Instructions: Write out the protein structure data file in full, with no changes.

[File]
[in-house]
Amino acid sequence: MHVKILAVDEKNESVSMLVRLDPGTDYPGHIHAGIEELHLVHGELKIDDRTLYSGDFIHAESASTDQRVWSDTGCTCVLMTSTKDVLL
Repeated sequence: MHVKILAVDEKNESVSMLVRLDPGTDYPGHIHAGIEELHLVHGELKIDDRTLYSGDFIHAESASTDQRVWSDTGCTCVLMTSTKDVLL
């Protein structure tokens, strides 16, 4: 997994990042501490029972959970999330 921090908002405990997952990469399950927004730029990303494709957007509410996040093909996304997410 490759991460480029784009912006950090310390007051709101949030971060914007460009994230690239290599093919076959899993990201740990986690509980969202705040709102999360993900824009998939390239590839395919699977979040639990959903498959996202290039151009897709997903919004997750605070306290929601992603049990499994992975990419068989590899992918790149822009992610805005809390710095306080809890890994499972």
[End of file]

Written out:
[in-house]
Amino acid sequence: MHVKILAVDEKNESVSMLVRLDPGTDYPGHIHAGIEELHLVHGELKIDDRTLYSGDFIHAESASTDQRVWSDTGCTCVLMTSTKDVLL
Repeated sequence: MHVKILAVDEKNESVSMLVRLDPGTDYPGHIHAGIEELHLVHGELKIDDRTLYSGDFIHAESASTDQRVWSDTGCTCVLMTSTKDVLL
């Protein structure tokens, strides 16, 4: 997994990042501490029972959970999330 921090908002405990997952990469399950927004730029990303494709957007509410996040093909996304997410 490759991460480029784009912006950090310390007051709101949030971060914007460009994230690239290599093919076959899993990201740990986690509980969202705040709102999360993900824009998939390239590839395919699977979040639990959903498959996202290039151009897709997903919004997750605070306290929601992603049990499994992975990419068989590899992918790149822009992610805005809390710095306080809890890994499972």